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High Dials on Wikipedia
The High Dials
The High Dials.jpgThe High Dials, March 2006
Background information
OriginMontreal, Quebec, Canada
GenresIndie rock
Power pop
Years active2003–present
LabelsRainbow Quartz
MembersTrevor Anderson
Robbie MacArthur
Past membersMax Hebert
Rishi Dhir
Robb Surridge
George Donoso III
Eric Dougherty

The High Dials are an indie rock band from Montreal, Quebec, Canada. They evolved out of an earlier band known as The Datsons (Later The Datson Four).


  • 1 History
  • 2 Members
  • 3 Discography
    • 3.1 EPs
    • 3.2 Albums
  • 4 See also
  • 5 References
  • 6 External links


The band started out playing a brand of pop music strongly influenced by 1960s British mod styles, but their sound has evolved to incorporate power pop, psychedelic music, shoegaze and folk rock.[1] They debuted with A New Devotion (2003, Rainbow Quartz Records), a concept album about a boy named Silas attempting to escape from a nightmarish city of the future.[2] The release made a fan of Little Steven Van Zandt, who began to play them on his Sirius radio show, and later invited them to perform at the Underground Garage Festival in NYC,[3] which featured The Strokes, Stooges and New York Dolls among other major acts.[4]

In 2005 they released their sophomore album War of the Wakening Phantoms, which marked a departure from the overtly retro feel of their first album.[5] Produced by Joseph Donovan and mixed by Dave Bianco, the songs featured lusher, more varied instrumentation and Sam Roberts as a guest violinist.[2] The new direction in sound was generally well received by critics, with the album dubbed a ‘latter-day psychedelic classic' by NME.[6] It reached the number one spot on Canadian college radio charts.[7] The High Dials toured the album extensively, including support act slots for Brian Jonestown Massacre and Neko Case.[8][9]

Two further albums followed: Moon Country (2008) and Anthems for Doomed Youth (2010). The latter received airplay from influential KROQ DJ Rodney Bingenheimer.[10] “Bedroom Shadows”, also from Anthems for Doomed Youth, featured prominently in an episode of the SyFy series Being Human.[11] In 2014 the band's song "Uruguay" featured in season two of the Netflix series House of Cards.[12] Though the band has toured less frequently since 2009, notable concerts include support for Echo and the Bunnymen at SXSW in 2009[13] and the Osheaga Music Festival in Montreal, 2011.[14]

The High Dials penchant for 60s melodies and instrumentation has led to collaborations with luminaries from that era. The Holy Ground EP (2007) featured a guest appearance by Rod Argent of The Zombies on keyboard.[8] In 2011, they worked with original Rolling Stones manager Andrew Loog Oldham on a cover of “She Smiled Sweetly” for The Andrew Oldham Orchestra and Friends Pay The Rolling Stones Songbook Vol. 2.[15] Al Kooper is also a professed fan of the group.[16]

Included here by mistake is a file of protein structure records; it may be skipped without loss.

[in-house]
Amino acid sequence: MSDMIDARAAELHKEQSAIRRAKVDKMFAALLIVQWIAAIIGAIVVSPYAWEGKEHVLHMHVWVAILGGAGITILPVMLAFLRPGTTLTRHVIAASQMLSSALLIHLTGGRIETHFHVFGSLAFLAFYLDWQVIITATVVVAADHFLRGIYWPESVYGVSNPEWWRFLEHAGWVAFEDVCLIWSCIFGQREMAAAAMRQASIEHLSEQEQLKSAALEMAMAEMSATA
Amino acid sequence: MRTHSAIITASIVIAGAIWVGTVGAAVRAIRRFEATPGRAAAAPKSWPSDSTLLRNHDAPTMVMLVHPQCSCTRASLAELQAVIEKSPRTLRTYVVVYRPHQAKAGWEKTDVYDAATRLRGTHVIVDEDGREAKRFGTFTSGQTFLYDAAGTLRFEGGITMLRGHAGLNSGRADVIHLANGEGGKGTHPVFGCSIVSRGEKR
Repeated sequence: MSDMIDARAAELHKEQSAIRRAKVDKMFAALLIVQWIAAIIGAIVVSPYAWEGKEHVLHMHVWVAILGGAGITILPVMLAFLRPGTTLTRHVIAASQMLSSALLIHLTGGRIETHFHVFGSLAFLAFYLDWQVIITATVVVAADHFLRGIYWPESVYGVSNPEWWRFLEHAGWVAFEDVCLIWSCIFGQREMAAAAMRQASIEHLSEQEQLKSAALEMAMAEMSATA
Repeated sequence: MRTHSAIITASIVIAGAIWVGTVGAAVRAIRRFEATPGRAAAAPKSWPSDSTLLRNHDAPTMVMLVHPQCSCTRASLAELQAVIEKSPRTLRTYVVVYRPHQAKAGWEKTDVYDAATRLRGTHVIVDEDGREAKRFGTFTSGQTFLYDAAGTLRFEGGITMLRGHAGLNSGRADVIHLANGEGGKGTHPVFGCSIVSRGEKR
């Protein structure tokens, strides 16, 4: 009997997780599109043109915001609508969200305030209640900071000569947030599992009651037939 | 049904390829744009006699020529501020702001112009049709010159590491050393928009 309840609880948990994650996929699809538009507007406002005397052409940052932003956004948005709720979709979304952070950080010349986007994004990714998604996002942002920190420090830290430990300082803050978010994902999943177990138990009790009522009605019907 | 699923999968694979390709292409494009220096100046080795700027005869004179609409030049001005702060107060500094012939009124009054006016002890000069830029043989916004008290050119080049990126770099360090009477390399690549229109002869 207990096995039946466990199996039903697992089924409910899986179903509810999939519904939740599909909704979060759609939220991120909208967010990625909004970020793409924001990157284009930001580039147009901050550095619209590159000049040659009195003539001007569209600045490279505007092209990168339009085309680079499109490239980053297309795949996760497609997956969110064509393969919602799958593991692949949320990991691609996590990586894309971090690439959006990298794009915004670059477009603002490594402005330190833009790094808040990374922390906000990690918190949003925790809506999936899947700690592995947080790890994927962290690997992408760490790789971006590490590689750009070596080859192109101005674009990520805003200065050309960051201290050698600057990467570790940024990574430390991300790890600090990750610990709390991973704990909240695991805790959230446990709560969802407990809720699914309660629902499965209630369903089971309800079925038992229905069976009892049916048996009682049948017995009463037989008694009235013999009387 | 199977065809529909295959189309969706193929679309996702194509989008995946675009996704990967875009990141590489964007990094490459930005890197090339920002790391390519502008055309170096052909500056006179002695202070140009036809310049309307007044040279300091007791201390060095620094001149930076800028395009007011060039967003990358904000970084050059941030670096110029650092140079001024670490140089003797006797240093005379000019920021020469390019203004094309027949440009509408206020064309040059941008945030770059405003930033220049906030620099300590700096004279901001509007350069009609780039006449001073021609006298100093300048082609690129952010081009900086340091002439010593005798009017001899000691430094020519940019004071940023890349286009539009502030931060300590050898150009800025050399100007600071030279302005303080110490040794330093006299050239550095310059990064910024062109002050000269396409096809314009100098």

In 2012 the High Dials began work on a 5th studio album in Montreal with producer Marc Bell.[17]

The band released their 5th studio album, In the A.M. Wilds on February 3, 2015.


The High Dials have had a fluctuating line-up since 2003, centred on founding members Trevor Anderson and Robbie MacArthur. Band members have included drummer George Donoso III (ex- The Dears) keyboardist and backing vocalist Eric Dougherty, drummer Max Hebert, bassist/sitarist Rishi Dhir and Robb Surridge (drums).


  • Fields in Glass EP (2004)
  • The Holy Ground EP (2007)
  • Yestergraves EP (2013)
  • Desert Tribe EP (2014)


  • A New Devotion (2003)
  • War of the Wakening Phantoms (2005)
  • Moon Country (2008)
  • Anthems for Doomed Youth (2010)
  • In the A.M. Wilds (2015)

See also

  • iconMusic of Canada portal
  • Canadian rock
  • List of bands from Canada


  1. ^ "High Dials Biography". All Music Guide. 
  2. ^ a b Rashbaum, Alyssa. "The High Dials: Profile". SPIN. 
  3. ^ "High Dials Prep New EP, head to Little Steven's Garage Fest". ChartAttack. 
  4. ^ Sisario, Ben (Aug 11, 2004). "Little Steven's Big Crusade". New York Times. 
  5. ^ Sendra, Tim. "War of the Wakening Phantoms Review". All Music Guide. 
  6. ^ Cramp, Nathaniel. "High Dials: War of the Wakening Phantoms Review". NME. 
  7. ^ "National Campus and Community Radio Report (July 12, 2005)". !Earshot. 
  8. ^ a b "High Dials Kick Arse in Austin, Release New EP and Tour With Neko Case". ChartAttack. 
  9. ^ Porter, Christopher (April 11, 2006). "High Dials Standing Tall On Their Own". The Washington Post. 
  10. ^ "Rodney on the Roq Playlist, 10-25". KROQ. 
  11. ^ "Being Human Music: Season 2". Retrieved 20 February 2015. 
  12. ^ "High Dials Biography". Maple Music. Retrieved 20 February 2015. 
  13. ^ "Echo and the Bunnymen and Musebox at SXSW 2009". Synthesis. 
  14. ^ Duguay, Denise (July 29, 2011). "Osheaga 2011: A Schedule For Your Convenience". Montreal Gazette. 
  15. ^ Stevenson, Jane. "Rolling Stones First Manager Would See 2013 Tour If On Same Continent". Jam!. 
  16. ^ Kooper, Al. "New Music For Old People". The Morton Report. 
  17. ^ "Work Begins On New Album". High Dials Official Website. 

External links

  • The High Dials official site

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